Background: Chronic kidney disease (CKD) is characterized by dysregulated inflammation that worsens with CKD severity. The role of platelets in modulating inflammation in stage 4 or 5 CKD remains unexplored. We investigated whether there are changes in platelet-derived thromboinflammatory markers in CKD with dual antiplatelet therapy (DAPT; aspirin 81 mg/d plus P2Y12 inhibitor).
Methods: In a mechanistic clinical trial, we compared platelet activation markers (aggregation and surface receptor expression), circulating platelet-leukocyte aggregates, leukocyte composition (monocyte subtypes and CD11b surface expression), and plasma cytokine profile (45 analytes) of non-CKD controls (n=26) and CKD outpatients (n=48) with a glomerular filtration rate (GFR) <30 ml/min per 1.73 m2 on 2 weeks of DAPT.
Results: Patients with CKD demonstrated a reduced mean platelet count, elevated mean platelet volume, reduced platelet-leukocyte aggregates, reduced platelet-bound monocytes, higher total non-classic monocytes in the circulation, and higher levels of IL-1RA, VEGF, and fractalkine (all P<0.05). There were no differences in platelet activation markers between CKD and controls. Although DAPT reduced platelet aggregation in both groups, it had multifaceted effects on thromboinflammatory markers in CKD, including a reduction in PDGF levels in all CKD individuals, reductions in IL-1β and TNF-α levels in select CKD individuals, and no change in a number of other cytokines. Significant positive correlations existed for baseline IL-1β, PDGF, and TNF-α levels with older age, and for baseline TNF-α levels with presence of diabetes mellitus and worse albuminuria. Mean change in IL-1β and PDGF levels on DAPT positively correlated with younger age, mean change in TNF-α levels with higher GFR, and mean changes in PDGF, and TRAIL levels correlated with worse albuminuria. Minimum spanning trees plot of cytokines showed platelet-derived CD40L had a large reduction in weight factor after DAPT in CKD. Additionally, platelet-derived IL-1β and PDGF were tightly correlated with other cytokines, with IL-1β as the hub cytokine.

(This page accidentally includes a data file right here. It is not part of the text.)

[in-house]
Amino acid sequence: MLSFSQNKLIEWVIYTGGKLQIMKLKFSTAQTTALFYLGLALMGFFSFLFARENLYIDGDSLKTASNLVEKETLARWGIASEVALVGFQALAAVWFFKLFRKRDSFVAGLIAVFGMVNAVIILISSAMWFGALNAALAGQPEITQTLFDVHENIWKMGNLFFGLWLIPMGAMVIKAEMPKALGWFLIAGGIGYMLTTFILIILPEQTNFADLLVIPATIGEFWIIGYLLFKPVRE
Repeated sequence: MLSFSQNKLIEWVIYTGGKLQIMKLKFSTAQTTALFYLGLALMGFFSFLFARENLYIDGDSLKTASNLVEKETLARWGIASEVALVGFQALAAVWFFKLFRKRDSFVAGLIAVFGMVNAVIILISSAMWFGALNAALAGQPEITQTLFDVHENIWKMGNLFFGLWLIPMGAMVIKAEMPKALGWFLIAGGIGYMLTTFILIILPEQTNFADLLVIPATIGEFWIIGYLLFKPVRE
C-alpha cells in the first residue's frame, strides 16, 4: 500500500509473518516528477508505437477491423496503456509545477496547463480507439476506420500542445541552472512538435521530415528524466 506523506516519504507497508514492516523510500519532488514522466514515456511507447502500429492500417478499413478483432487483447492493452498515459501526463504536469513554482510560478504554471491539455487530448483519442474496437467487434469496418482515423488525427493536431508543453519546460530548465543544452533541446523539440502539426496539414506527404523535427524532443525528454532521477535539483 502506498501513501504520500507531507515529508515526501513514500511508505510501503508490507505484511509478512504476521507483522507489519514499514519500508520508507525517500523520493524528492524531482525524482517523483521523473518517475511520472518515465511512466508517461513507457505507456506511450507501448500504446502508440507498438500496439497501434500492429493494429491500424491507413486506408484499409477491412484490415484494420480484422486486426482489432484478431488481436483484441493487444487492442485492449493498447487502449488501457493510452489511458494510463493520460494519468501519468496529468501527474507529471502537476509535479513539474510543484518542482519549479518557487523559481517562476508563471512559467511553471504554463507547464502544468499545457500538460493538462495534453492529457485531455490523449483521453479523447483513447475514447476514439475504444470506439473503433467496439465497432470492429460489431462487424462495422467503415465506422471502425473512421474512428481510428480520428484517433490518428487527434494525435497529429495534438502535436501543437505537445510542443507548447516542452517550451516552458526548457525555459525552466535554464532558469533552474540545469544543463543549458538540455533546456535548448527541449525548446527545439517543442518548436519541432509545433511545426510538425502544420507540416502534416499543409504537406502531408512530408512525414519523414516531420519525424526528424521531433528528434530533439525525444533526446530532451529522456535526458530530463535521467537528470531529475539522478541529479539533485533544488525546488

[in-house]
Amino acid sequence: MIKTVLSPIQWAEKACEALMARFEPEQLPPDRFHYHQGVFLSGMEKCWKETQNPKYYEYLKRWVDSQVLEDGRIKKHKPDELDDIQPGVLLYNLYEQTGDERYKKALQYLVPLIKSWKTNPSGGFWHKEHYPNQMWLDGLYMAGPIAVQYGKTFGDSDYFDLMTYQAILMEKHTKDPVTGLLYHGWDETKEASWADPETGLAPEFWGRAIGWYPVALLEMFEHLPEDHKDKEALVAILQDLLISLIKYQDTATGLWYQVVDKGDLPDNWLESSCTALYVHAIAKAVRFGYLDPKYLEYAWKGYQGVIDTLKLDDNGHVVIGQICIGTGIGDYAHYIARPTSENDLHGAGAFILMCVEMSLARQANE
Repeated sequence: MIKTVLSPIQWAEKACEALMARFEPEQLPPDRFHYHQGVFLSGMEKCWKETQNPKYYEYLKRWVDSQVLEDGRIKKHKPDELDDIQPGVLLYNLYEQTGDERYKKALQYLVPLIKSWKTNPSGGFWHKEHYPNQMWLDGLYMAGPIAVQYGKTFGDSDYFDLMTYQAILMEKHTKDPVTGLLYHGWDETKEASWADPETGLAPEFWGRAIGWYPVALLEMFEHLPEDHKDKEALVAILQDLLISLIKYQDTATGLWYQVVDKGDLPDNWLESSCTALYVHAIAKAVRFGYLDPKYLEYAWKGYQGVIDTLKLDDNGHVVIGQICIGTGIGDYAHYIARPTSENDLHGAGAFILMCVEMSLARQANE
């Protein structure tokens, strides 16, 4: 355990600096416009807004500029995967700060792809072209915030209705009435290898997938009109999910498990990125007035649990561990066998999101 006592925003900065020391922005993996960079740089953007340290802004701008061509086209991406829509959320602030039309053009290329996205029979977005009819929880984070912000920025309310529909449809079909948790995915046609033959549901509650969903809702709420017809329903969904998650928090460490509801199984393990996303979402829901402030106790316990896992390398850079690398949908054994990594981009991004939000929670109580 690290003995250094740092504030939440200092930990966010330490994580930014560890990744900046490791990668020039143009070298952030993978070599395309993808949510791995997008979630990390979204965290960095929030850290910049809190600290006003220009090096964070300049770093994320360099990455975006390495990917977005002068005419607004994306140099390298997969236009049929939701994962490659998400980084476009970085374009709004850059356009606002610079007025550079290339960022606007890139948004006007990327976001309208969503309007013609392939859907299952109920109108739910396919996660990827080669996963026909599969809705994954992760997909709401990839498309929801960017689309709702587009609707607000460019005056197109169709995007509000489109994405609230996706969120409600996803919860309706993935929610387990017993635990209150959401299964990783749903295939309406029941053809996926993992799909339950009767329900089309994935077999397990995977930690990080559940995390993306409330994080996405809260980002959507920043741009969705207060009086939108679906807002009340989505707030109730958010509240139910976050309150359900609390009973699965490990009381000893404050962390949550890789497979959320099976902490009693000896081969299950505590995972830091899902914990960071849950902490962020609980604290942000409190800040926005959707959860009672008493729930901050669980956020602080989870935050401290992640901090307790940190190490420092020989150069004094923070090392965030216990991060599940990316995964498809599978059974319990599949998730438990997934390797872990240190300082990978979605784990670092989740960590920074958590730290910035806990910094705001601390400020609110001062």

Conclusions: Attenuated interactions between platelets and leukocytes in the CKD state coincided with no change in platelet activation status, an altered differentiation state of monocytes, and heightened inflammatory markers. Platelet-derived cytokines were one of the central cytokines in patients with CKD that were tightly correlated with others. DAPT had multifaceted effects on thromboinflammation, suggesting that there is platelet-dependent and -independent inflammation in stage 4 or 5 CKD.
Keywords: P2Y12 inhibitors; aspirin; chronic kidney disease; inflammation; leukocytes; monocytes; platelets.
Copyright © 2022 by the American Society of Nephrology.